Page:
LOUISVILLE, Ky. -- A. F. "Bud" Dudley, executive director of the Liberty Bowl, spent the afternoon scouting both the home team and visiting Navy for a possible invitation to Memphis, Dec. 28.
By the end of yesterday's 28-0 blowout, Navy (4-3) was all but dead in the water while the explosive Cardinals (7-1) improved their chances considerably.
"I'm not ready to make any announcement just yet, but Louisville certainly helped itself," Dudley said.
"Navy played very competitively, especially in the first half, but, as you know, to invite a service academy, we require at least six wins against Division I teams. Navy will have to beat Notre Dame and three more teams [Vanderbilt, SMU and Army] to do it. Quite frankly, I don't like their chances. It's likely we won't have a service team this year."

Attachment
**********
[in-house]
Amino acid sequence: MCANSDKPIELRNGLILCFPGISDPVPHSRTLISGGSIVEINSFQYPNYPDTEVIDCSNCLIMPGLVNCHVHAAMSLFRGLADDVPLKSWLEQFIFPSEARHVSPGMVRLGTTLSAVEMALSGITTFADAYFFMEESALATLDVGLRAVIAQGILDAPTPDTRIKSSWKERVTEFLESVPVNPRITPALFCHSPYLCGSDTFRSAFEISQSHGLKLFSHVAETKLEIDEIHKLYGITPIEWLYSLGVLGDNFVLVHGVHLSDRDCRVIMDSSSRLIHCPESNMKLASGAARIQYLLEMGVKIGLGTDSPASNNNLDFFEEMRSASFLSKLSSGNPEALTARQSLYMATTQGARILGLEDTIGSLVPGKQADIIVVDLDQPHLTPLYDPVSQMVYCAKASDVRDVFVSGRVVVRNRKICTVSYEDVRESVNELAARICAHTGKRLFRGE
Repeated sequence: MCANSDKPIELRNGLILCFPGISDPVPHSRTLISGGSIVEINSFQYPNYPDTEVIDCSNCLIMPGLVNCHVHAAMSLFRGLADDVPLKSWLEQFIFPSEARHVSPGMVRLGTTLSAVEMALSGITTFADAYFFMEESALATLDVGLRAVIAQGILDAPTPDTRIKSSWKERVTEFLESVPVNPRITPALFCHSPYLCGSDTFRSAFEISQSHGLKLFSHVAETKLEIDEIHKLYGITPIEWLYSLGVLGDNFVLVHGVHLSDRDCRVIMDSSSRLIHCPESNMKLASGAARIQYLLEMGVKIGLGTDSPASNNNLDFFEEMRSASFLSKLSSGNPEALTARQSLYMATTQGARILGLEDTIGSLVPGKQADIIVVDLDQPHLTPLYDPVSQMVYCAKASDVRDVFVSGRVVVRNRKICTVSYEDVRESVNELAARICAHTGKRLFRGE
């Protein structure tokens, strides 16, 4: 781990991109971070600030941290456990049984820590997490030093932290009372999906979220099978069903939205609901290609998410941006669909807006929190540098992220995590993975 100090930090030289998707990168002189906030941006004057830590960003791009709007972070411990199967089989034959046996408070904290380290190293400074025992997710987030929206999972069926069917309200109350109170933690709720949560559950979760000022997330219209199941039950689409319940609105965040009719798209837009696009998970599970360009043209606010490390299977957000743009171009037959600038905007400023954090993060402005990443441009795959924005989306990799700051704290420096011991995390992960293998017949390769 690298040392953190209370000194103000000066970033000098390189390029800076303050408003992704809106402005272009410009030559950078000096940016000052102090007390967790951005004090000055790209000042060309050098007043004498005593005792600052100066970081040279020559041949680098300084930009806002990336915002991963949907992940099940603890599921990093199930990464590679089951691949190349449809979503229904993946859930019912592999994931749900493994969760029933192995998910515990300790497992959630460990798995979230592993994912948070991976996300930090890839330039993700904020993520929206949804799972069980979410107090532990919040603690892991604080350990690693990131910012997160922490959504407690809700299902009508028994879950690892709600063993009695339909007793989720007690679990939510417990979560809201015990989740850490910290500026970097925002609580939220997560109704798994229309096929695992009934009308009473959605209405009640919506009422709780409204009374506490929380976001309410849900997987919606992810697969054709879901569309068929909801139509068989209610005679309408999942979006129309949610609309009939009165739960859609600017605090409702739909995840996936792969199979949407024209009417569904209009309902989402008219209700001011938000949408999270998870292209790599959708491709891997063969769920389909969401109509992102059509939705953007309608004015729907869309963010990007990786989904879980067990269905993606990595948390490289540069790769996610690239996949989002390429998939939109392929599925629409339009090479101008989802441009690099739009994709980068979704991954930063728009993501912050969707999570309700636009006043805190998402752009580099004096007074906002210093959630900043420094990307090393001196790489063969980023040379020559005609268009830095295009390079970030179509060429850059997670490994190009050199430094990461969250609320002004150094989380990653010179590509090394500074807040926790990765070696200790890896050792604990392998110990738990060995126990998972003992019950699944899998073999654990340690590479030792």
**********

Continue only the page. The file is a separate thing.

Air Force has appeared in the past four Liberty Bowls. But the Falcons, who lost to the Mids, are experiencing an "off year," and Army all but killed its chances yesterday in losing to Boston College.
Louisville lines up Lions
In its continuing effort to upgrade its football program, Louisville signed to play two games with Penn State on the road in 1996 and at home in 1997.
With a 50,000-seat stadium scheduled to open in 1996, Louisville already has committed to play Kentucky, Michigan State, North Carolina, Georgia, Texas A&M; and Wyoming that season.
Cardinals coach Howard Schnellenberger, a Louisville native, attended Flagget High School, where he was one of quarterback Paul Hornung's prime targets.
More on Schnellenberger
Schnellenberger, 59, had his contract extended through the year 2000. "I don't know what I'll do after that."
Johnny U. remembered
John Unitas' picture is everywhere around the Louisville football facilities. The former Baltimore Colts great, who quarterbacked Louisville from 1951 thru 1954, remains the best known Cardinal to graduate to the pros.